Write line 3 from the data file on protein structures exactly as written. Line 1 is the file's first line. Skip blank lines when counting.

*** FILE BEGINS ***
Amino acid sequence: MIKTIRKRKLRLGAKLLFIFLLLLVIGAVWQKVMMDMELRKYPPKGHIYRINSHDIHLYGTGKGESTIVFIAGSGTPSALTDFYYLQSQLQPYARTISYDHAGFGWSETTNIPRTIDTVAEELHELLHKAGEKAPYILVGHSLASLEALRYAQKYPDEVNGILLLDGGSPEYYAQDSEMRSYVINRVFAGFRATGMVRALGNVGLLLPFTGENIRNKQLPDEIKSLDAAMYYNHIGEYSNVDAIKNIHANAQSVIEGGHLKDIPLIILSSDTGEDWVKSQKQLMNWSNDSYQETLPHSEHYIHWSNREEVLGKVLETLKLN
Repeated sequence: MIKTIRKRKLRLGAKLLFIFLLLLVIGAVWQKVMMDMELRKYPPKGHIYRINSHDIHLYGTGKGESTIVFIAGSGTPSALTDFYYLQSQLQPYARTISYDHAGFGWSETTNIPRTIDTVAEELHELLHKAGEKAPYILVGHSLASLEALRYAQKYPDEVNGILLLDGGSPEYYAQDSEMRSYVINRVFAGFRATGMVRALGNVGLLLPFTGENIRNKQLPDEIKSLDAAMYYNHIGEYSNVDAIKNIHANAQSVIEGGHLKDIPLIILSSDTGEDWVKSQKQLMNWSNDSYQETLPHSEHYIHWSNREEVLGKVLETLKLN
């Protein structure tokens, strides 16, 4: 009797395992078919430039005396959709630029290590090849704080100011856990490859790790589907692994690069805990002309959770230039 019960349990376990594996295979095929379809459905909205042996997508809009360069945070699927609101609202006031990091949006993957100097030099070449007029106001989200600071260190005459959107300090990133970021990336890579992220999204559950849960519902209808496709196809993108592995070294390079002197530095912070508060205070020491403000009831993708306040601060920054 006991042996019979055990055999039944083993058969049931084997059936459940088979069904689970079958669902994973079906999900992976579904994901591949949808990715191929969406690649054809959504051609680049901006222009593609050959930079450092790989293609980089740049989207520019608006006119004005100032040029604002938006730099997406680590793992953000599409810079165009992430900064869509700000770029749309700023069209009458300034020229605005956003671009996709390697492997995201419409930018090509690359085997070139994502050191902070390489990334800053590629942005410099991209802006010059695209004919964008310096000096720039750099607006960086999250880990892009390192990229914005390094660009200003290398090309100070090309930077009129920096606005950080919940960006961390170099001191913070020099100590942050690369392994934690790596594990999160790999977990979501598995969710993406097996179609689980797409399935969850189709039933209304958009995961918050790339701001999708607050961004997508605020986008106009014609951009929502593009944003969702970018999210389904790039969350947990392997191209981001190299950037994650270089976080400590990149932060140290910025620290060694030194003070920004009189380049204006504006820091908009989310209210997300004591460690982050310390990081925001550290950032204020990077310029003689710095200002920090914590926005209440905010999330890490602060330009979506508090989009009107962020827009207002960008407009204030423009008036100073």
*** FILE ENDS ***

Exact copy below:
């Protein structure tokens, strides 16, 4: 009797395992078919430039005396959709630029290590090849704080100011856990490859790790589907692994690069805990002309959770230039 019960349990376990594996295979095929379809459905909205042996997508809009360069945070699927609101609202006031990091949006993957100097030099070449007029106001989200600071260190005459959107300090990133970021990336890579992220999204559950849960519902209808496709196809993108592995070294390079002197530095912070508060205070020491403000009831993708306040601060920054 006991042996019979055990055999039944083993058969049931084997059936459940088979069904689970079958669902994973079906999900992976579904994901591949949808990715191929969406690649054809959504051609680049901006222009593609050959930079450092790989293609980089740049989207520019608006006119004005100032040029604002938006730099997406680590793992953000599409810079165009992430900064869509700000770029749309700023069209009458300034020229605005956003671009996709390697492997995201419409930018090509690359085997070139994502050191902070390489990334800053590629942005410099991209802006010059695209004919964008310096000096720039750099607006960086999250880990892009390192990229914005390094660009200003290398090309100070090309930077009129920096606005950080919940960006961390170099001191913070020099100590942050690369392994934690790596594990999160790999977990979501598995969710993406097996179609689980797409399935969850189709039933209304958009995961918050790339701001999708607050961004997508605020986008106009014609951009929502593009944003969702970018999210389904790039969350947990392997191209981001190299950037994650270089976080400590990149932060140290910025620290060694030194003070920004009189380049204006504006820091908009989310209210997300004591460690982050310390990081925001550290950032204020990077310029003689710095200002920090914590926005209440905010999330890490602060330009979506508090989009009107962020827009207002960008407009204030423009008036100073």